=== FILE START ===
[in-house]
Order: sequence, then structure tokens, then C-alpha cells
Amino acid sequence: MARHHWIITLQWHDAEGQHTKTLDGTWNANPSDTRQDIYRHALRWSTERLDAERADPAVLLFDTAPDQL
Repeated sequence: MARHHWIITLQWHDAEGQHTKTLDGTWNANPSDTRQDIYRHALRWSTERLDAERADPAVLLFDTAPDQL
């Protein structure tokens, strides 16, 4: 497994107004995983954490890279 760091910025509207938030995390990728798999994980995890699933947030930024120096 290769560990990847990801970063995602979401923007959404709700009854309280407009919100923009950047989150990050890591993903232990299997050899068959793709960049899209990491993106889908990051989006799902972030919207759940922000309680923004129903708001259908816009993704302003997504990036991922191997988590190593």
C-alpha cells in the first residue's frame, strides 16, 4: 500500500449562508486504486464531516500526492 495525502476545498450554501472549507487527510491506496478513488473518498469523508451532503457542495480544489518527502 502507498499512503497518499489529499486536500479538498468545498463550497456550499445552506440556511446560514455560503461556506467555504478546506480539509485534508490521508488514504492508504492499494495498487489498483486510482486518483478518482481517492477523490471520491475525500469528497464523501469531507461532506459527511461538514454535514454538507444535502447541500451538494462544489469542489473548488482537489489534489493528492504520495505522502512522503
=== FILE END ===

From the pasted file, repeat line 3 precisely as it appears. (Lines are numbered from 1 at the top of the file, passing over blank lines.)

Amino acid sequence: MARHHWIITLQWHDAEGQHTKTLDGTWNANPSDTRQDIYRHALRWSTERLDAERADPAVLLFDTAPDQL